All of the HSI's that I send out will be sealed closed to keep all the parts from falling out. By the way, now I know what it is like to build a watch!


I have a little tweaking and tuning to do but with that said, I would say I am 95% there. I will need one more week to complete the knob before I start a production run. Speaking of the knobs, I will include the art work "PULL TO CAGE" on the face of the knobs.


NOTE: This is a function that will not be available obviously!


If you would like to get on the list, either post here or email me.

The price will be $165.


(Posted by Dave Ault on 11-10-11)

Great work Ron, glad I put the option of having just the gyro in now. Look forward to seeing it with the image behind it.


(Posted by Mark Speechley on 11-12-11)

I think I'm safe in saying that we all greatly appreciate the effort you put into your designs and construction. You have made our dreams of a cockpit infinitely easier to achieve.  A big Thank You.


(Posted by Ron Rollo on 11-22-11)

Just a real quick weekly update on the HSI production.  I am about 50% complete with cutting out 10 sets and 25% complete with the overall process of building them up. Lots of small detail and lots of hand time as you can imagine:

Ron 986


The artwork to the face of the knobs, "PULL TO CAGE" came out nice! But please don't pull it when you get it!!! Make sure you brief your guest pilots that at least this part of the knob is only for show:

Ron 987


I have four major parts built into this knob. It is not an exact replica of the real one but it is sure gonna be close. If you notice the white ring around the artwork, that is actually a guide line so that I can carve a 45 degree bevel into the cap just like the real knob.


I have twelve knobs completed. They turned out better than I could have hoped for when I was trying to figure out how I was going to go about it. Each knob has two pieces made with the CNC, one piece cut on a laser and two pieces that I picked up at the hardware store:

Ron 988


Each one already has the set screw installed. You will also notice that I have trimmed the edge of the knob cap by giving it a 45 degree bevel. This bevel only goes half way down the 1/8th inch cap. I used the white laser engraved rings as a guide to make them as close to perfect as I could get them.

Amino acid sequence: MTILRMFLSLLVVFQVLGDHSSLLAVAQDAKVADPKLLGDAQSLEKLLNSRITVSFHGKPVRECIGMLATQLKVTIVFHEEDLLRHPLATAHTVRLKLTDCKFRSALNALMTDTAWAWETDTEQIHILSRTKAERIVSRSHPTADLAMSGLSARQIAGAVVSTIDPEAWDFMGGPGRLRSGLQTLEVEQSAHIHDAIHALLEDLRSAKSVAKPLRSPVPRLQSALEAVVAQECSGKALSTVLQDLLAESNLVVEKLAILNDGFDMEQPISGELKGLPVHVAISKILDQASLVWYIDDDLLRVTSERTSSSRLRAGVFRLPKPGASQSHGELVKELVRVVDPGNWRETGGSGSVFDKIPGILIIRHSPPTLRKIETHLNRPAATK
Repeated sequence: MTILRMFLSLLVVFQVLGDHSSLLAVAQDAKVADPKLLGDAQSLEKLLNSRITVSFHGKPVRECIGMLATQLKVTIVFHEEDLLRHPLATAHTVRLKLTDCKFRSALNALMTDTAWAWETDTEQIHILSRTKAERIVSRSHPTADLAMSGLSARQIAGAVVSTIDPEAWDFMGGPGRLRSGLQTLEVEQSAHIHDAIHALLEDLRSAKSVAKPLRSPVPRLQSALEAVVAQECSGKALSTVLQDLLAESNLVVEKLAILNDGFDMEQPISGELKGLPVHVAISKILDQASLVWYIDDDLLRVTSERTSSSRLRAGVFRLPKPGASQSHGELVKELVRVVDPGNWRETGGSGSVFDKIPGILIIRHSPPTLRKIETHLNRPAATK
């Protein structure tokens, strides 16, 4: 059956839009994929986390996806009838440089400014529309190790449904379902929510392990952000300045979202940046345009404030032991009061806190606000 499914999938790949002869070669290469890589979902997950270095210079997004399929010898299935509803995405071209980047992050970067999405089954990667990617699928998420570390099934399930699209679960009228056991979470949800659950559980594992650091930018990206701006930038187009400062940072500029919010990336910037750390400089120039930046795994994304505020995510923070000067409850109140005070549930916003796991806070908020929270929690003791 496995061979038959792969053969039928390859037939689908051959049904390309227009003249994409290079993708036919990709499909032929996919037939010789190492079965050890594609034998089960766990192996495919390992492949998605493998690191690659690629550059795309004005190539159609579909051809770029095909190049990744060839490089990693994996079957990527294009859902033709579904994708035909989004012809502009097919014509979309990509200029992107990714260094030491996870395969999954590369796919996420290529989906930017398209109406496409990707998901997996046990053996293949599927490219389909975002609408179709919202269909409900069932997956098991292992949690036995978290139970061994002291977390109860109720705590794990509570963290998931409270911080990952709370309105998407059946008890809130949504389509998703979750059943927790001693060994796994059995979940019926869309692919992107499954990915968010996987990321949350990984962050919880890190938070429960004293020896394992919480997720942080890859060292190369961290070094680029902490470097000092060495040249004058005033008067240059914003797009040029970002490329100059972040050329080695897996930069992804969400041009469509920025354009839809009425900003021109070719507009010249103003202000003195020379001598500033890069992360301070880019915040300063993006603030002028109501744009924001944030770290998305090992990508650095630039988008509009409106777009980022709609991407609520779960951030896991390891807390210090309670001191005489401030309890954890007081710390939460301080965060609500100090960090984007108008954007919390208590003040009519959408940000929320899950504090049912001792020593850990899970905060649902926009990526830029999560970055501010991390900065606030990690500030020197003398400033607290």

Just a quick update on the HSI progress. I have ALL the parts cut out for ten sets and I am about 40% complete with building them all up. Next week I should start shipping them out. For those on the list, I will email you when they are ready.


I have finally finished the batch of HSI's! Here is a photo of all ten together including a Altimeter and an Airspeed bezel:

Ron 989


Seven of the HSI's are accounted for. I still have three that need a home. The HSI's by themselves are $165 each including shipping world wide:

Ron 990


If you need the complete set of three, they are $240 including shipping word wide.

Ron 991


(In case your not aware, the HSI is back lit and the artificial aircraft can be adjusted up and down.)


(Posted by Will Sasse on 01-03-12)

Superb work Ron! Looking forward to seeing for real.  Does it mount to the panel using double sided sticky tape like the other two gauges?


(Posted by Ron Rollo on 01-03-12)

Hey Will, not this one. I am using screw post fasteners that have to be put through the three holes on the MIP from the back side and super glued in place to keep them from moving or turning when fasten from the front side. (Only three holes, the fourth would be where the knob is in the bottom right hand corner) So you have to remove the MIP to install the HSI, which is why I was hell bent on completing these so we don't have to pull the MIP back out any time soon. The post and the screws are included with the HSI, so no worries.


I have just completed my third batch of HSI bezels.  Of this six pack, I have three available. Email me if you would like one:

Ron 992


Here is a photo of Dave's gauges behind the bezels!

Ron 974


(Posted by Terry Collins on 12-31-12)

Ron, that sure is a nice photo of the gauges working with Dave's software!